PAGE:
The U.S., while having an excellent reputation for quality and reliability, is facing very stiff competition from European and Asian companies. Airbus dominates the large commercial jet market.


The tables below illustrate airport PPP projects in various stages of implementation. All these projects are led by the DOTC. The information provided below is from the PPP website.

Projects for bidding in 2014:




Operations & Maintenance (O&M): Laguindingan Airport (Cagayan de Oro – Misamis Oriental)

US$353.78 million

Operation and maintenance of the existing facilities of the Laguindingan Airport; expansion/ construction of new passenger terminals; enhancement of airside facilities; and installation of required equipment and associated facilities.

Enhanced O&M of the New Bohol (Panglao) Airport

US$52 million

Operation and maintenance of the airside and landside facilities of the existing airport until completion of new facilities; O&M of the new facility, management of all sub-concessions, commercial development, and future expansion of the airport.

Projects undergoing inter-agency review:




O&M of Puerto Princesa Airport (Palawan)

US$71.11 million

Operation and maintenance of the airside and landside facilities of the existing airport until completion of new facilities; O&M of the new facility, management of all sub-concessions, commercial development, and future expansion of the airport.

O&M of Davao Airport

US$476.44 million

Operation and maintenance of the existing Davao International Airport; enhancement/ development and O&M of airside facilities to meet the enhanced scale of operations at the airport

O&M of Bacolod Airport

US$208.89 million

O&M of the existing facilities of the Bacolod-Silay Airport; expansion/ construction of new passenger terminal(s); enhancement of airside facilities; and installation of all the required equipment and facilities as per applicable standards

O&M of Iloilo Airport

US$ 322.44 million

O&M of the existing facilities of the Iloilo Airport; expansion/construction of new passenger terminal(s); enhancement of airside facilities; and installation of all the required equipment and facilities as per applicable standards.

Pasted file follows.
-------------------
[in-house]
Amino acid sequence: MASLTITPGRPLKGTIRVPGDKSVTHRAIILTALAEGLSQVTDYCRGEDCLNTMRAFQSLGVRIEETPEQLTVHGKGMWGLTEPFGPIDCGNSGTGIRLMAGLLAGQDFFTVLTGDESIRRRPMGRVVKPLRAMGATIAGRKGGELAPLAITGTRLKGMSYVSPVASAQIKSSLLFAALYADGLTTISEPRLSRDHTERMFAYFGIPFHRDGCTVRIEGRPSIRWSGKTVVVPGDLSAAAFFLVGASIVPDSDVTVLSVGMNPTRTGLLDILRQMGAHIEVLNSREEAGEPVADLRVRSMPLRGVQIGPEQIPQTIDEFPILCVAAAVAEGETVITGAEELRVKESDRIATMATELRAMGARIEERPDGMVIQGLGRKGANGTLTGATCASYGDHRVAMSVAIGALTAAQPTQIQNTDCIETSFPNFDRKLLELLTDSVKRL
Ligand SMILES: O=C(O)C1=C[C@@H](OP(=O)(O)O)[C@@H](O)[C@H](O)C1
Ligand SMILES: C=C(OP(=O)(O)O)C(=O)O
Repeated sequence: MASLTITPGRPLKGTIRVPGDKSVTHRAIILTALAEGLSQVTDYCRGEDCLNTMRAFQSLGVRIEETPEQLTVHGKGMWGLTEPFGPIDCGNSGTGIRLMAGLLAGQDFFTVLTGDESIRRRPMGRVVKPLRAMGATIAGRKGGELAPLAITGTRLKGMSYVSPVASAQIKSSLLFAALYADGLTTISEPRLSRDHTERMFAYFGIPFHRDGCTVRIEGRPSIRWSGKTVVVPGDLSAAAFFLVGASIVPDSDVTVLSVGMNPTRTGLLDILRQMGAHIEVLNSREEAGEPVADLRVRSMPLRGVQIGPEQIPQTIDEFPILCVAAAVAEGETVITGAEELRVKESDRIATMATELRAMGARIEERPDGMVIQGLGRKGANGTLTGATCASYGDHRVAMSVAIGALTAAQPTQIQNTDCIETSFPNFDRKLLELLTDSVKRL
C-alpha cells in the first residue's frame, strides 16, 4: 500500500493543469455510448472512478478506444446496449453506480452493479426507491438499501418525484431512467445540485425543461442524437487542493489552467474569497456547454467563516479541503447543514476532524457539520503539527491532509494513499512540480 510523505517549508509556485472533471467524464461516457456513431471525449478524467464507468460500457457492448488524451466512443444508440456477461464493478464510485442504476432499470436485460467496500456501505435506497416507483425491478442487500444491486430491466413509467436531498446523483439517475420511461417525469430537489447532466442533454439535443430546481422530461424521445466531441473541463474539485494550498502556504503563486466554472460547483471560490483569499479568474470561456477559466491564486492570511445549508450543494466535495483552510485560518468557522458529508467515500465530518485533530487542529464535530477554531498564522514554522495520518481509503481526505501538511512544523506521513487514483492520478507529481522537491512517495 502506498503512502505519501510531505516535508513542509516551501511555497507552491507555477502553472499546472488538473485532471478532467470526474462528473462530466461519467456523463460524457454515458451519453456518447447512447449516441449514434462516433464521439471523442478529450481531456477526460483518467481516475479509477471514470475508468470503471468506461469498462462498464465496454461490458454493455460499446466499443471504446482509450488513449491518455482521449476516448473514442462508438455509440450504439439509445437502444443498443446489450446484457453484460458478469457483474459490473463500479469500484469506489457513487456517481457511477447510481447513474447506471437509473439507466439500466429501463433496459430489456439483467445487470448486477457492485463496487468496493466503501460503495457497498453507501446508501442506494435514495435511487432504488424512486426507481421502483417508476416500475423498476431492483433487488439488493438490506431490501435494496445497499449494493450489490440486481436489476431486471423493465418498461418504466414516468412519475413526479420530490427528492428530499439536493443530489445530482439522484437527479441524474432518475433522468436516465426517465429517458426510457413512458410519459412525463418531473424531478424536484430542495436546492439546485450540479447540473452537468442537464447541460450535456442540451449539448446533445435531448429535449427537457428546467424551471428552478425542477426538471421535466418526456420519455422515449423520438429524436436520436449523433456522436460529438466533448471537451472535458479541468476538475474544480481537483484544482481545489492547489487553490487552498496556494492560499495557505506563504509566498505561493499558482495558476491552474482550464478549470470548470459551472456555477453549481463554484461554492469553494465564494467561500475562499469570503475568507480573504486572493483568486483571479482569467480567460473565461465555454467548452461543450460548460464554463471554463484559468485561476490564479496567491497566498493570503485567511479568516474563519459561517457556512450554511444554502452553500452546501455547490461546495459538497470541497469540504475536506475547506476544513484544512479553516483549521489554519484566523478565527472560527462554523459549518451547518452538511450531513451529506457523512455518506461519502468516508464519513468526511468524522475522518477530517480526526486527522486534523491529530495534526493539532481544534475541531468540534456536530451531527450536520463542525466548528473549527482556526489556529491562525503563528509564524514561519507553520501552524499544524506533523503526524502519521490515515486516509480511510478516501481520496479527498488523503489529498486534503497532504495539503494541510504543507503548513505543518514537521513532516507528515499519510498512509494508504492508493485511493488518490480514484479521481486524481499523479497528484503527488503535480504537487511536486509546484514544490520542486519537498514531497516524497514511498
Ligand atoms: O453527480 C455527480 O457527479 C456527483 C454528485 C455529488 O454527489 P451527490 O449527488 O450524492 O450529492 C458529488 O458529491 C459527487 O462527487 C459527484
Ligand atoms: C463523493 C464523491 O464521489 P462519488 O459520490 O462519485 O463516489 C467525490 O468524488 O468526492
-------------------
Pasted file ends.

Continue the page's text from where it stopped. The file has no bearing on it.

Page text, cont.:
(2) Electric Power Systems including Renewable Energy

Guided by the overall vision of providing “Energy Access for More,” the 2012-2030 Philippine Energy Plan (PEP) seeks to mainstream access of the larger populace to reliable and affordable energy services to fuel, most importantly, local productivity and countryside development. The energy sector will ensure the delivery of secure, sustainable, sufficient, affordable and environment-friendly energy to all economic sectors. In pursuit of this goal, the government will mobilize private sector participation and involvement of other stakeholders to make power of choice a reality.

The Philippines has had a very strong history of successful independent power producers (IPPs) implementations. In 2001, the Philippine Congress enacted the Electric Power Industry Reform Act 2001 (EPIRA), which was meant to achieve a total overhaul of the power industry.

(3) Information Technology

The Philippine IT industry plays a significant role in the country’s economic development. The major contributors to its growth are financial institutions, telecommunications companies, the Business Process Outsourcing (BPO) industry, and the Philippine Government.

The BPO industry and software services are among the most important segments of the Philippines’ IT industry. The Philippines is considered one of the world leaders in the BPO industry with an annual growth rate of 20 percent. It is expected to reach its goal of US$25 billion in revenue and 1.3 million employees by 2016. The BPO industry’s contribution to the country’s GDP is now estimated to be between 4 to 5 percent. According to the Philippine Software Industry Association (PSIA), the Philippine software industry is expected to reach US$1.5 billion in revenue by the end of 2014.